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Claude Williams, National Treasure
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Don Rouse, editor, Tailgate Ramblings

During a White House ceremony in October, in which First Lady Hilary Clinton participated, 90 year old jazz violinist Claude Williams received a National Heritage Fellowship Award from the National Endowment for the Arts. The following evening, he and fellow awardees played in concert at Lisner Auditorium celebrating the awards. The Endowment gives these awards annually to honor artists nominated for keeping alive American folk traditions-their (and our) cultural heritage.

   While a set of biographical facts does not always give insight into the character of the subject, in Claude Williams' case they reveal his dedication and perseverance as he doggedly pursued what he wanted in music.

   Early on, Claude was playing violin, mandolin, cello, guitar, and banjo in the family string band. Although Muskogee, Oklahoma, his birthplace, was segregated, Claude listened behind a fence to an outdoor concert that included Joe Venuti, and he was hooked. He has always said that he was influenced at an early age by Venuti, and he decided to concentrate on the jazz violin. He also has related that as the years went by he became more and more interested in what could be done to enhance pieces by finding alternative chords and generally exploring the potential in a given chord progression.

   He did some hard traveling with road shows, sometimes, like his fellow musicians, sleeping in the car on the road (He was with Terrance Holder (1927), and with Oscar Pettiford's Ten Brothers and Sisters family orchestra). In the late 1920's he joined Andy Kirk.

   Claude was involved in some classic jazz recordings during this period. He recorded on violin in 1929 with John Williams, and in 1929-1936 with Andy Kirk and his 12 Clouds of Joy (see Rust), including the 1929 jazz classic, Blue Clarinet Stomp, (backed by Mess-A-Stomp). He worked later in the 1930's with the Cole Brothers (that's Nat "King" Cole), and the George E. Lee band (1933). He also replaced his friend, Stuff Smith, in the Alphonse Trent Orchestra (1932).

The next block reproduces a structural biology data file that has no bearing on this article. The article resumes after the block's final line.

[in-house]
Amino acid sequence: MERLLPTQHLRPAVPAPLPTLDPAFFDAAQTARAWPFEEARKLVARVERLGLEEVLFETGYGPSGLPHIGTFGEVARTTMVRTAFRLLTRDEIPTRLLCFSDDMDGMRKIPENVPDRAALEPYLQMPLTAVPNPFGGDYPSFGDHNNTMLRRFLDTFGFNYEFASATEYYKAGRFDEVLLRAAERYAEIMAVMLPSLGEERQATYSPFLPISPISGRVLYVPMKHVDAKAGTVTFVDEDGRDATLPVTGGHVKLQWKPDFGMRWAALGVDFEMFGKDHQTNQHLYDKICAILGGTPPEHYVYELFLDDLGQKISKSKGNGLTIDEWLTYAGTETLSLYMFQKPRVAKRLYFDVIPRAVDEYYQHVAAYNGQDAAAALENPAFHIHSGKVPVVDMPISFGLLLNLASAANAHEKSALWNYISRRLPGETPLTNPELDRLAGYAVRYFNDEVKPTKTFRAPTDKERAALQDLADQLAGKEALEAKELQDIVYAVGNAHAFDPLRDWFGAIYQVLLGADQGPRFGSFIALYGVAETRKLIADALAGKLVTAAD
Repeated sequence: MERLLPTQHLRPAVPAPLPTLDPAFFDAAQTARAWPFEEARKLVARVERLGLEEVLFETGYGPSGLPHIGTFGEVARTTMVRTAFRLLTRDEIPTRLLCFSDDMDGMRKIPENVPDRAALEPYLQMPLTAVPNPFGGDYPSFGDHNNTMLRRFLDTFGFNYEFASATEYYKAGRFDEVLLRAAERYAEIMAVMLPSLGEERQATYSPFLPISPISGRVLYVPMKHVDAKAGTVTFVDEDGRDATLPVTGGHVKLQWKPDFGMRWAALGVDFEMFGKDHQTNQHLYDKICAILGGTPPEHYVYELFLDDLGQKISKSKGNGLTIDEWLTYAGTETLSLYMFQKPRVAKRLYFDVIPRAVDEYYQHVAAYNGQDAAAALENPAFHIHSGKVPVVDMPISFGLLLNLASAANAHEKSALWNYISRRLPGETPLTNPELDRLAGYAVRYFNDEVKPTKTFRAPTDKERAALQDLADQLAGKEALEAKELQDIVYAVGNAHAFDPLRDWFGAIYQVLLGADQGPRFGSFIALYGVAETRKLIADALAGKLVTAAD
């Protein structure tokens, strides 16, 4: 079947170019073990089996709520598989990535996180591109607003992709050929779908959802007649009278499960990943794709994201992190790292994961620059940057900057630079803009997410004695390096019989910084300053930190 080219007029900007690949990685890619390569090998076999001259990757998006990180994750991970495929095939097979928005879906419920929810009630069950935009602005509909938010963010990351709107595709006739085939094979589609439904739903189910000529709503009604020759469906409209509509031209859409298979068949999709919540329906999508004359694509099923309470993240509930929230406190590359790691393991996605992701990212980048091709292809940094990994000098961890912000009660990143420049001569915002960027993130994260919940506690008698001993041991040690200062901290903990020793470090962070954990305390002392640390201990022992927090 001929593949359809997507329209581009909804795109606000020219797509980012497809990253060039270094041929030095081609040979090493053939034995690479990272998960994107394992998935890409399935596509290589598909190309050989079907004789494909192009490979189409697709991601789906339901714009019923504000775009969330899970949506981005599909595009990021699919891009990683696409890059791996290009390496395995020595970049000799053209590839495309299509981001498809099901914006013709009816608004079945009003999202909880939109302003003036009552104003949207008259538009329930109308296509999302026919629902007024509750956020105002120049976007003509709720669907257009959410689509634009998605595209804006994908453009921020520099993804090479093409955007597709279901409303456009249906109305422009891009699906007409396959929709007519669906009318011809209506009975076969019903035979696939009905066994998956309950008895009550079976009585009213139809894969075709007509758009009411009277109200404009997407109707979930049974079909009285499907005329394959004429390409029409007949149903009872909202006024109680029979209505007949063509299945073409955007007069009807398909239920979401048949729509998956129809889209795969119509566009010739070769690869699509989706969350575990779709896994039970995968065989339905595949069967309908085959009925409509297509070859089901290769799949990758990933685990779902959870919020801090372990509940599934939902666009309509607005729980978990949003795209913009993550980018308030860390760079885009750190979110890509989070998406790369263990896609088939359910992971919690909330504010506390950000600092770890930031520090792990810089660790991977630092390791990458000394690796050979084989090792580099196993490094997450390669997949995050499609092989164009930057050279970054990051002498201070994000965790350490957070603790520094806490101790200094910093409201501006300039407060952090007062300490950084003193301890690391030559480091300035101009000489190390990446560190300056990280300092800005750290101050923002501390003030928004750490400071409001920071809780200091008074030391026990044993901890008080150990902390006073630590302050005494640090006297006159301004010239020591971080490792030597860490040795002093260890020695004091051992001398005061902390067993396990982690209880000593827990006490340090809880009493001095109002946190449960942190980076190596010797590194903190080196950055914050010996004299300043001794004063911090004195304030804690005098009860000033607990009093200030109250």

It is not too widely known that Claude Williams preceded Freddie Green on guitar with Count Basie, and recorded with the Basie band in 1937. (He won the Downbeat best guitarist of the year award in 1936). Claude also played violin with the band. The story goes (and this is what Claude Williams will tell you) that recording executives did not want to record a violin with the Basie band. That was the instrument that Claude wanted to play, so he went his own way. (Spottswood played a nice version of One O'clock Jump by the Basie band from that period with a violin solo by Williams).

   He began a long stretch during the late 1930's and the 1940's, where he made his living playing guitar with Austin Powell, and with other rhythm and blues bands in the Detroit and Cleveland areas, moving back to Kansas City in 1952 to once again concentrate on violin and lead his own band.

   During the 1970's he played with Jay McShann's Trio, and in recent years Claude has been doing concerts and festivals here and abroad, and has also performed in the Broadway production Black and Blue. In 1989 I had the good fortune to experience a workshop at the Border Folk Festival at the Chamizal National Memorial in El Paso, Texas, where Claude Williams and Howard Armstrong (Louis Bluie) played violin, guitar and mandolin together. I think the Park Service or the NCTA would still have the tape of this workshop. That same year he toured in the program Masters of the Folk Violin, produced by the National Council for the Traditional Arts (headquartered in DC). A video of this production is also available, I believe.

   Claude also performed earlier this year at the White House with a group including Bucky Pizzarelli and Keter Betts (who I bet receives a Heritage Award himself someday), backing up dancer Jimmy Slyde. This was televised over WETA in September as In Performance at the White House, with Savion Glover.

   (I am indebted to the program notes for the Border Folk Festival and the Heritage Awards, and to Chilton's Who's Who In Jazz for much information).

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